Education funding and tax reform were two topics Kansas Gov. Sam Brownback featured in his State of the State address in Topeka last night.
Kansas politicians can’t talk about education these days without mentioning taxes, which provide the state with revenues it needs to fund education. Both tax revenues and the education dollars that depend on those revenues have been in short supply since the beginning of the recent economic downturn.
Speaking of school finance reform last night, the governor said, “It is time to do the new school finance formula and to do it in this session.”
Members of the legislative branch of government should act now, he said. If they don’t, this summer the judicial branch may rule that the existing school funding formula doesn’t allow for an adequate public education and thus rule the current formula unconstitutional.
“It is past time to get education dollars out of the courtroom and into the classroom,” Brownback said.
When he spoke of taxes, the governor called for a lower individual state income tax rate for all citizens. He also would like to do away with the tax on most small business income. And he asked the legislature to limit the growth of state expenditures, applying surplus revenue to further tax reductions.
“This will get us ever closer to the pro-growth states with no state income taxes, which are among the country’s strongest economic performers,” Gov. Brownback said.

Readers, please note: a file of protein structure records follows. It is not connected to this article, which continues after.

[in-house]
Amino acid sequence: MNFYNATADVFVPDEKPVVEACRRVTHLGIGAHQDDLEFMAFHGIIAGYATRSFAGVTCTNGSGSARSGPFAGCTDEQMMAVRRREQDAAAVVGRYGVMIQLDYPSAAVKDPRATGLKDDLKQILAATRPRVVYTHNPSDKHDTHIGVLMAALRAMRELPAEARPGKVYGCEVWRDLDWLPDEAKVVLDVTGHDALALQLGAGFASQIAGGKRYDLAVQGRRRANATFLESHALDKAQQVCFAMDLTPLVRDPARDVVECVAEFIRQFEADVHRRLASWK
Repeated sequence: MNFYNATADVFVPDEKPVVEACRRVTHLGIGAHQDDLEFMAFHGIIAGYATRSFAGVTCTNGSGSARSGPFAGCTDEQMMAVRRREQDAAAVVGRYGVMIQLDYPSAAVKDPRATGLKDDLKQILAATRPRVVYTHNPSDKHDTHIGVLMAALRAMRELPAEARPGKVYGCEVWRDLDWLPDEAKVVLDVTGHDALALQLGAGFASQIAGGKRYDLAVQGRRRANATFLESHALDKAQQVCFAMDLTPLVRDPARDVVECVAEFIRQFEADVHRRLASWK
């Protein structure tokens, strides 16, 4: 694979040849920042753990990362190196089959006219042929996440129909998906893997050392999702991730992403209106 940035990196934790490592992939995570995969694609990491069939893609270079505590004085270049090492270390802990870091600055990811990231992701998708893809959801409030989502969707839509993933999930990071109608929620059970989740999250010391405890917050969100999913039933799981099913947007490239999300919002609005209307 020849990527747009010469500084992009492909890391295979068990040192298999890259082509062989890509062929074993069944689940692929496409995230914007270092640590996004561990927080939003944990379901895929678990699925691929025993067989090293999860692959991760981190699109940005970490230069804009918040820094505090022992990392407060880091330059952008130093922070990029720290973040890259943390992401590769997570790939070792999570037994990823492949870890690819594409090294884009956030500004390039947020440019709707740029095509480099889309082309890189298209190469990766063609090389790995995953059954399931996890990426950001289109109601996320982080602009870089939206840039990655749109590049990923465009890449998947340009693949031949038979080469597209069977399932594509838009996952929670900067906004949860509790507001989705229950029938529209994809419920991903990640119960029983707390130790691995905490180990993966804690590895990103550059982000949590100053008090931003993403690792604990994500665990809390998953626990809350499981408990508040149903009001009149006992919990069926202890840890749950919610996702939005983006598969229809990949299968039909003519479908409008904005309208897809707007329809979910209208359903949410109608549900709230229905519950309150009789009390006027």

The governor’s ideas about income taxes impeding economic growth echo those in a publication — “Rich States, Poor States” — that credits him as author of its foreword. This book is a publication of the American Legislative Exchange Council (ALEC). ALEC is a politically conservative not-for-profit organization that — among other activities — provides model legislation to members. Both state legislators and representatives of private industry are members of ALEC.
Although Gov. Brownback wants to cut income taxes — which provide about half of the state’s revenues — it is unclear how he intends to fund public education if he does so.
In addition to tax reform, school funding is expected to be a focus of this year’s session of the state legislature, which convened Monday. Gov. Brownback released details of his proposed plan for rewriting the public school funding formula last month, so information in his State of the State speech was not new. And yesterday, Kansas Democrats countered him with a school funding plan of their own.
Instead of using any excess state revenue to lower taxes, they propose diverting much of that money to public education.
“We believe that the school funding cuts in recent years have gone way too far. Before new corporate tax breaks are signed into law, excess state revenue should be used to restore funding to our schools first.”
In his speech, Rep. Davis contended that the best way to improve the state’s economy is to invest in education rather than cut taxes.
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